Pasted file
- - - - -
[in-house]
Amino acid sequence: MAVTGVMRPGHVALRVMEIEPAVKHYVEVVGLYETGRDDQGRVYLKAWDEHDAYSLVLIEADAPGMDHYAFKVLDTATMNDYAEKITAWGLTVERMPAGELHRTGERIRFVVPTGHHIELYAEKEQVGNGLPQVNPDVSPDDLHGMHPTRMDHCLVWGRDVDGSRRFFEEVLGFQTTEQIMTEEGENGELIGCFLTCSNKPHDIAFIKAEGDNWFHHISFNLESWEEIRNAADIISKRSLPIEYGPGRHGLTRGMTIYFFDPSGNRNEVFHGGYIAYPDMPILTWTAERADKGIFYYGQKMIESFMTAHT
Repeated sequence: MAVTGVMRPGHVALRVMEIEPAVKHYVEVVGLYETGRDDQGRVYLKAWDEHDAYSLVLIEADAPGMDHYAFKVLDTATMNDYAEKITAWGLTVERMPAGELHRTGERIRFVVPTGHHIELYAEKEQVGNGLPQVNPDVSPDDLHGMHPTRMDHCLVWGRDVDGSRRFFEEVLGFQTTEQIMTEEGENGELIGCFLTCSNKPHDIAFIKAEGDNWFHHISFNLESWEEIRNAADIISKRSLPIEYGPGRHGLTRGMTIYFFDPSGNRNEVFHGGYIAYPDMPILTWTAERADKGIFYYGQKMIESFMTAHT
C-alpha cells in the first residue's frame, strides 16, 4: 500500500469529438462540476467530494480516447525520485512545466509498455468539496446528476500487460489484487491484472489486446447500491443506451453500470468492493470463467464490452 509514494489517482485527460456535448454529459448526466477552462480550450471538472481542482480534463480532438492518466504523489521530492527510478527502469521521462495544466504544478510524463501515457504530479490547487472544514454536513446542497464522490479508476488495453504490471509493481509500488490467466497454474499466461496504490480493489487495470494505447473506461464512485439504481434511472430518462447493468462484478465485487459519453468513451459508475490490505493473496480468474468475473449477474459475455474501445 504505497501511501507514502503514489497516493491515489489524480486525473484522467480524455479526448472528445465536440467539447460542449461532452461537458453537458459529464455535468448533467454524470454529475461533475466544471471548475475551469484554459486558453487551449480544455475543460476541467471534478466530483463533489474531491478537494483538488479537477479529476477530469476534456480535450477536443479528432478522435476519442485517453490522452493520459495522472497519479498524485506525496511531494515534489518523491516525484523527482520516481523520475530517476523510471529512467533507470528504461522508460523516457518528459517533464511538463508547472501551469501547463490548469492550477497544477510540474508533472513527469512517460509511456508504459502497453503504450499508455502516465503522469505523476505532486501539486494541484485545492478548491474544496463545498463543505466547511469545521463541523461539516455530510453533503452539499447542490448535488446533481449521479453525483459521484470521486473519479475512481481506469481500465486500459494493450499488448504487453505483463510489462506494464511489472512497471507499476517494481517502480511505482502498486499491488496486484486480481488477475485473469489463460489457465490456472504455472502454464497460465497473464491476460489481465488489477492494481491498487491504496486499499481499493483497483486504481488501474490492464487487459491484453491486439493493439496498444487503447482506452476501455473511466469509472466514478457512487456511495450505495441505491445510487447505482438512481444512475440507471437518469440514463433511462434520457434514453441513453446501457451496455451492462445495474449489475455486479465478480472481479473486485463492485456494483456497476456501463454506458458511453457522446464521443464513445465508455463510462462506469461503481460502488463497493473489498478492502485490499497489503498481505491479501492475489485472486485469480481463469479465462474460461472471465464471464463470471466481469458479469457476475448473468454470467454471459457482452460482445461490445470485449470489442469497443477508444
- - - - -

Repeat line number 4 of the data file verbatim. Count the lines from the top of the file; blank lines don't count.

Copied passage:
C-alpha cells in the first residue's frame, strides 16, 4: 500500500469529438462540476467530494480516447525520485512545466509498455468539496446528476500487460489484487491484472489486446447500491443506451453500470468492493470463467464490452 509514494489517482485527460456535448454529459448526466477552462480550450471538472481542482480534463480532438492518466504523489521530492527510478527502469521521462495544466504544478510524463501515457504530479490547487472544514454536513446542497464522490479508476488495453504490471509493481509500488490467466497454474499466461496504490480493489487495470494505447473506461464512485439504481434511472430518462447493468462484478465485487459519453468513451459508475490490505493473496480468474468475473449477474459475455474501445 504505497501511501507514502503514489497516493491515489489524480486525473484522467480524455479526448472528445465536440467539447460542449461532452461537458453537458459529464455535468448533467454524470454529475461533475466544471471548475475551469484554459486558453487551449480544455475543460476541467471534478466530483463533489474531491478537494483538488479537477479529476477530469476534456480535450477536443479528432478522435476519442485517453490522452493520459495522472497519479498524485506525496511531494515534489518523491516525484523527482520516481523520475530517476523510471529512467533507470528504461522508460523516457518528459517533464511538463508547472501551469501547463490548469492550477497544477510540474508533472513527469512517460509511456508504459502497453503504450499508455502516465503522469505523476505532486501539486494541484485545492478548491474544496463545498463543505466547511469545521463541523461539516455530510453533503452539499447542490448535488446533481449521479453525483459521484470521486473519479475512481481506469481500465486500459494493450499488448504487453505483463510489462506494464511489472512497471507499476517494481517502480511505482502498486499491488496486484486480481488477475485473469489463460489457465490456472504455472502454464497460465497473464491476460489481465488489477492494481491498487491504496486499499481499493483497483486504481488501474490492464487487459491484453491486439493493439496498444487503447482506452476501455473511466469509472466514478457512487456511495450505495441505491445510487447505482438512481444512475440507471437518469440514463433511462434520457434514453441513453446501457451496455451492462445495474449489475455486479465478480472481479473486485463492485456494483456497476456501463454506458458511453457522446464521443464513445465508455463510462462506469461503481460502488463497493473489498478492502485490499497489503498481505491479501492475489485472486485469480481463469479465462474460461472471465464471464463470471466481469458479469457476475448473468454470467454471459457482452460482445461490445470485449470489442469497443477508444